This is a small strip of gold with tiny cut-out figures. It was originally part of a very rich object, but is now in fragments. The image includes a painted reconstruction in the background to show what it once may have looked like. Many of the figures represent Hittite gods. They look like the rock-carvings at Yazilikaya; an open-air shrine, dating to the thirteenth century BC, located near the Hittite capital Hattusa (modern Bogazköy) in central Turkey.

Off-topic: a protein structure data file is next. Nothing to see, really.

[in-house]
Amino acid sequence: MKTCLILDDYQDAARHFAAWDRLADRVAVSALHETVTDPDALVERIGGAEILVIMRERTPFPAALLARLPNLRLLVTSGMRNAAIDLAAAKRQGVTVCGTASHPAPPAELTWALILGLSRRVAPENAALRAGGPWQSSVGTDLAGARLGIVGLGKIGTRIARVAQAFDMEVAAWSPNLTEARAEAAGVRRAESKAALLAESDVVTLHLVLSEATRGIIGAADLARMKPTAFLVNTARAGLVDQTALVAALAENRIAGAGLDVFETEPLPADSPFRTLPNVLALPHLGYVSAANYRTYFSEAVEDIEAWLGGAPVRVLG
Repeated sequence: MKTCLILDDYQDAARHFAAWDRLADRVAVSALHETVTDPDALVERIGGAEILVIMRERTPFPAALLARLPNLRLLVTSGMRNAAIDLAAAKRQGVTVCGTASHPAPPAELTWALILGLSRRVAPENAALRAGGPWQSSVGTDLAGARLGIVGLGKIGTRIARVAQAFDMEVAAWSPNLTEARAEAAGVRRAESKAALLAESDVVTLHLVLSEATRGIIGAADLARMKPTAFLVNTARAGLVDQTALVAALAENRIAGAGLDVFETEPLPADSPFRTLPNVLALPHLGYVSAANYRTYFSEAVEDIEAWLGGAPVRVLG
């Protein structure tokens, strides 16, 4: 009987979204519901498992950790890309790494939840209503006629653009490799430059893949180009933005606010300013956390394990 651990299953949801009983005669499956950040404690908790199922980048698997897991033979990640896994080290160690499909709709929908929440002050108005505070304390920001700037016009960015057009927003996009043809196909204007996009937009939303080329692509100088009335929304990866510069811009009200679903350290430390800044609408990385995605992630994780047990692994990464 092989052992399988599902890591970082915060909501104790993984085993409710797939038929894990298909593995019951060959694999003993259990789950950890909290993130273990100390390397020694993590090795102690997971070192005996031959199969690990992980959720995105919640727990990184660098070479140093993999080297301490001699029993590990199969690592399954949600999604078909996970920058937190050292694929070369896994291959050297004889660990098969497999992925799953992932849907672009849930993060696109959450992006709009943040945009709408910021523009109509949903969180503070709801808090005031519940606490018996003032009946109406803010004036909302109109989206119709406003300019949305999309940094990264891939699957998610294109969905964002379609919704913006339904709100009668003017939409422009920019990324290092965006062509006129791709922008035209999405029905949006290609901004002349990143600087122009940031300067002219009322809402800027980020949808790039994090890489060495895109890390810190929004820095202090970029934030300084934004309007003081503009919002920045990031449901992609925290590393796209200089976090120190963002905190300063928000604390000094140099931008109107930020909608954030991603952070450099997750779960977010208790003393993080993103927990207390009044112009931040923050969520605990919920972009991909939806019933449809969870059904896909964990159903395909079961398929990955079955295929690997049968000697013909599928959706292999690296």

This gold ornament was found in a rich grave at Carchemish. Cremated bones were placed in pot along with cylinder of lapis lazuli, gold beads, inlaid gold figures and gold tassels from the ends of a belt. The grave dates from the seventh century BC but the objects are much older, 13th century BC; so they were probably heirlooms. Unusually for a cremation, it was buried within the walls of the city; most such burials were made outside the settlement walls at that time. The burial was discovered by Leonard Woolley and he suggested the burial belonged to an important person who died during the siege of Carchemish by Nebuchadnezzar, King of Babylon, in 605 BC.